A Compelling Future

Your change initiative should be introduced with a promise for a brighter future. When staff are involved in your vision from early on, they’ll feel a part of something, and understand why they should behave favorably.

With your team on side, staff will be united, and most importantly motivated to reach common goals. They’ll be even more incentivized when you paint a sparkling picture of the future.

infographic-what-keeps-employee-motivated

Source image: Pinterest

Staff who observe a clear vision for the future will appreciate change more, especially when they have confidence in a mission that’s been clearly thought out.

Give people a reason to want to change, because this brings integrity into the equation. They can visualise a common path to success, and be excited about their proactive involvement in innovation.

Change Coalition

So you’ve laid the groundwork for change, meaning you’ve hopefully created a team of willing change champions.

Next you’ll need to establish a coalition of employees, comprising the most adamant supporters of your change procedures. They can vocalize their support to other staff, with a passion that’s infectious.

To enhance this passion and facilitate better team bonding, unite your team with fun games and activities!

There might be some disagreements along the way, but embrace differences and work together to find common resolutions. Your ability to overcome obstacles will define the character of your operations.

Incorporate staff feedback where possible, because they’ll offer valuable insight that you were perhaps oblivious too. Your job is to win over your coalition, who can consequently win over the rest of the organization.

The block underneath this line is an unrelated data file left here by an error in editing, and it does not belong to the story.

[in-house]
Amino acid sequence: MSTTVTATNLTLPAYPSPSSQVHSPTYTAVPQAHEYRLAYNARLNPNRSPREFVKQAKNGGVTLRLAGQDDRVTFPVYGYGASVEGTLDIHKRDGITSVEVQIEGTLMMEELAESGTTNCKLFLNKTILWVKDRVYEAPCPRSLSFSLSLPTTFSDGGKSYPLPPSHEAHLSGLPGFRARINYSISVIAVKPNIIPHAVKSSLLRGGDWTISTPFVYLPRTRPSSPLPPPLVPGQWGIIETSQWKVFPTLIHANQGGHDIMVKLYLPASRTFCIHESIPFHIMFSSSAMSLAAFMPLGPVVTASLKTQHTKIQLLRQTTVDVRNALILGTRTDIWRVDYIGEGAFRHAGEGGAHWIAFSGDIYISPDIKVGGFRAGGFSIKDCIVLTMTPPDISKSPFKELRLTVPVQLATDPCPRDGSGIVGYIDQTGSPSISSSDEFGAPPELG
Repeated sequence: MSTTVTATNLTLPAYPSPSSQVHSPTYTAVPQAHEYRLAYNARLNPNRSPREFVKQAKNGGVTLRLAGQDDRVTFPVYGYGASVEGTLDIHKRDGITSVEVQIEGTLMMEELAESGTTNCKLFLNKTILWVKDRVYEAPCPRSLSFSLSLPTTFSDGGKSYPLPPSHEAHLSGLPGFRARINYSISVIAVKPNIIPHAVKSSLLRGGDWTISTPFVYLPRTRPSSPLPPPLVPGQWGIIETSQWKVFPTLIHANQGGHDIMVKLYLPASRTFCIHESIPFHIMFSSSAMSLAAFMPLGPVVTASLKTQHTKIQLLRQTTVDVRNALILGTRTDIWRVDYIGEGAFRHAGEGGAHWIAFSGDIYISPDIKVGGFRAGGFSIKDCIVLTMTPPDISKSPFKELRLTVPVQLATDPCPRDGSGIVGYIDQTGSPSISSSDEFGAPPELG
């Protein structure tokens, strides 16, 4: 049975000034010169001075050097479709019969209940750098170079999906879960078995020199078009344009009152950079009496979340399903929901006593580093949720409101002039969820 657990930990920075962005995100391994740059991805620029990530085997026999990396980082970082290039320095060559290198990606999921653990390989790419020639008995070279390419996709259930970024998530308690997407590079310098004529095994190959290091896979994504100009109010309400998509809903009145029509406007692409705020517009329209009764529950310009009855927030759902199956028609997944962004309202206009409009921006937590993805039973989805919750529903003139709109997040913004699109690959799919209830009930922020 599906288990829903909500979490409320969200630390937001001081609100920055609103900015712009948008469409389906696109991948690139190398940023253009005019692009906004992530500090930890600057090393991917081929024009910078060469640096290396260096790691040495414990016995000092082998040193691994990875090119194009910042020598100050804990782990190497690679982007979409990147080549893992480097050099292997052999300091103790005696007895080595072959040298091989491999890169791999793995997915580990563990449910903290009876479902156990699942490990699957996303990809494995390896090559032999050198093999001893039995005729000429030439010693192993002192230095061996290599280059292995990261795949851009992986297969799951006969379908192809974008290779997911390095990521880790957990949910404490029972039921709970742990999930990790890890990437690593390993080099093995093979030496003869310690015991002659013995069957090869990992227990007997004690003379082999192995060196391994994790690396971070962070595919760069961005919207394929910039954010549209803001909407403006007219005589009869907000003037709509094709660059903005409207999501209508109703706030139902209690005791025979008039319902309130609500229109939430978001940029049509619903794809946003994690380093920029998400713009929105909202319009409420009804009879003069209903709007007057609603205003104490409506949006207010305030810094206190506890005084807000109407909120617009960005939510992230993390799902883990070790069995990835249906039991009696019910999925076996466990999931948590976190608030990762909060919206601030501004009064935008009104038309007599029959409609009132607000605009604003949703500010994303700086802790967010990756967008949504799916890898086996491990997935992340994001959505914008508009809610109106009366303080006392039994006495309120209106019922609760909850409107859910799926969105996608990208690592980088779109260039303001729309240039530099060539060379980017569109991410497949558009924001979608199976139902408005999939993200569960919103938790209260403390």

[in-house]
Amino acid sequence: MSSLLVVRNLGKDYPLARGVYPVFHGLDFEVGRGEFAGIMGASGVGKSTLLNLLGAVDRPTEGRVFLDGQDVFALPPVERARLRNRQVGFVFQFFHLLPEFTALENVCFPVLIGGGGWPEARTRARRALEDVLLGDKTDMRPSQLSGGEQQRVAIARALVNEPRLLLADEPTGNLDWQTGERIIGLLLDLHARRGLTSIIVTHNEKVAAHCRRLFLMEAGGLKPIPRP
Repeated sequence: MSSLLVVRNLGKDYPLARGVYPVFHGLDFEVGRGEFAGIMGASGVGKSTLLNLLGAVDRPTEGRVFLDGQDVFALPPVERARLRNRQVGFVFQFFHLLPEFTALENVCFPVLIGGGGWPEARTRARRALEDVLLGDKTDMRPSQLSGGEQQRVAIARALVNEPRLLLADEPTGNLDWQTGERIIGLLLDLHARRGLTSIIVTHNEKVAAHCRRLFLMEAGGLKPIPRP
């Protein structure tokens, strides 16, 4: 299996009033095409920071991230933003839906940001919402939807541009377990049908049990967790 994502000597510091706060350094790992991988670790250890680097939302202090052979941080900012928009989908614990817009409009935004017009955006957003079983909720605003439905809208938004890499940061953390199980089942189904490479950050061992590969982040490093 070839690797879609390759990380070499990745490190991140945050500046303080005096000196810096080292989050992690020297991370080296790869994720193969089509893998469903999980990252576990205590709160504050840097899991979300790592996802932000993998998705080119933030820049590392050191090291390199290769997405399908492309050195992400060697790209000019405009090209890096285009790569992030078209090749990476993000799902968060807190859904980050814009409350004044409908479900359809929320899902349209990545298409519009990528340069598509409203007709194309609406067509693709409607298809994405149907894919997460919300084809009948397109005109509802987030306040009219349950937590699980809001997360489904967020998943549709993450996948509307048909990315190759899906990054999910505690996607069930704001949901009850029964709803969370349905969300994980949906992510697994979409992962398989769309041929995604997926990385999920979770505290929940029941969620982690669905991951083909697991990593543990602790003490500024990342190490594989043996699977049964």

It helps when your team is made up of key influencers and thought-leaders, especially if they’re people who have a strong influence over other staff.

Commitment

Making the case for change will certainly get the ball rolling, but successful change that sticks will need organization-wide support.

Once you’ve presented the case, it is left in the hands of staff. Whether they welcome change with open arms is up to them, but once you’ve secured their commitment you could be onto a real winner.

Offer opportunities for staff to proactively get involved in the change process. Staff will be motivated if you celebrate small wins with them.

This will reinforce behavior which aligns with your change goals, while keeping your team on track. With regular success indicators, staff will be primed to keep things moving in the right direction.

Securing commitment is about getting in the trenches and listening to frontline staff. They know their job better than you, so they’ll have valuable input you can integrate in your change strategy.

By offering personal ownership, your team will remain meaningfully involved, and they’ll be a strong force behind change.

Christopher Smith
Chris is the Lead Author & Editor of Change Blog. Chris established the Change blog to create a source for news and discussion about some of the issues, challenges, news, and ideas relating to Change Management.